Sunflower Outdoor and Bike Shop gave a boy a bicycle he put on layaway just five days before the shop was burned by fire.
Five days after 7-year-old Taylor Worthington put a new bicycle on layaway, the bike shop caught fire.
Looking at the remains of Sunflower Outdoor and Bike Shop the next day, Taylor thought his future ride had gone up in smoke, along with much of the gutted building.
But on Taylor's eighth birthday Monday, the bicycle shop gave him a present -- the bike he put on layaway, paid in full.
"I'll probably ride it even if it is raining," he said.
The six-speed "Hard Rock Specialized" bike was just as Taylor remembered it. He rode it out of the store on Monday with his mom, Barbara, following.
"These are the instructions here," said Dan Hughes, manager of the bike shop, now at 844 Mass.
"They're in a couple of different languages, so if you get tired of reading them in English you can read them in French and Spanish," Hughes joked.
Taylor raised the money for the bike from a neighborhood newspaper he put out on his computer and sold to neighbors. He had a balance of just under $100, which the bike shop wrote off as a gift.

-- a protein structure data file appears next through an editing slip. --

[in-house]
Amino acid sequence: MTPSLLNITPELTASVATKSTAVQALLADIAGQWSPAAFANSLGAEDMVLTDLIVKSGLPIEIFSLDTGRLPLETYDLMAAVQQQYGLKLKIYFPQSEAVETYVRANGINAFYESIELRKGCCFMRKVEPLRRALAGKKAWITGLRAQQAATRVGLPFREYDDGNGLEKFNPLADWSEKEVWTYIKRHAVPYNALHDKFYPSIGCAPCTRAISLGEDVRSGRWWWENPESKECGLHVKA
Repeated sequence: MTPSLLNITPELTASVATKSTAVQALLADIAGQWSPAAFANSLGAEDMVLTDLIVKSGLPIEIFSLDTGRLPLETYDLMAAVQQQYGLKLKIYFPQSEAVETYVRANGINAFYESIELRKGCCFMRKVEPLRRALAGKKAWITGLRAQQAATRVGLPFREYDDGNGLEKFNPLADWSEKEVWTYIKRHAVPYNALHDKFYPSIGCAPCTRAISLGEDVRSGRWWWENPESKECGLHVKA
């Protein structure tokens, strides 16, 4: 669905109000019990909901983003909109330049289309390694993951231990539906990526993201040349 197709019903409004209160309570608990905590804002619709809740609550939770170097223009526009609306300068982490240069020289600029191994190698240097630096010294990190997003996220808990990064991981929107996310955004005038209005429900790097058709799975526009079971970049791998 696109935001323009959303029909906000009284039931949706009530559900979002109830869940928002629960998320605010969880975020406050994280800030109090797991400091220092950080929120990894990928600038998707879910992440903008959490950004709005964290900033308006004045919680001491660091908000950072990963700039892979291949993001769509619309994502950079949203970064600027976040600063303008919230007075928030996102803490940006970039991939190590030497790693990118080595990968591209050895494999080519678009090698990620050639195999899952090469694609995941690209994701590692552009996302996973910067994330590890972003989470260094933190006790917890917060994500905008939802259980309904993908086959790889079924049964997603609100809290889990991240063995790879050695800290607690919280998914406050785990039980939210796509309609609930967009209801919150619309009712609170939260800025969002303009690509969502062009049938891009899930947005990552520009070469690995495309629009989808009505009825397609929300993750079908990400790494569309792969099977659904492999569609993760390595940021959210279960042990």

"We've been trying to do this for a lot of our customers who had bikes on layaway," Hughes said.
Taylor's bike was one of several that were in the basement of the building at 804 Mass., which along with Sunflower Surplus, 802 Mass., and the building formerly containing Herbivores, 9 E. Eighth, caught fire on Feb. 26.
A hot water heater later was determined to be the cause of the fire.
Many of the bikes in the basement of the building received little or no fire or smoke damage.
Hughes said employees and customers of the shop have experienced a series of good and bad events since the fire.
"It's been a real roller coaster of emotional highs and lows," he said. "Things like this (present to Taylor) help to kind of cancel out some of the bad moments."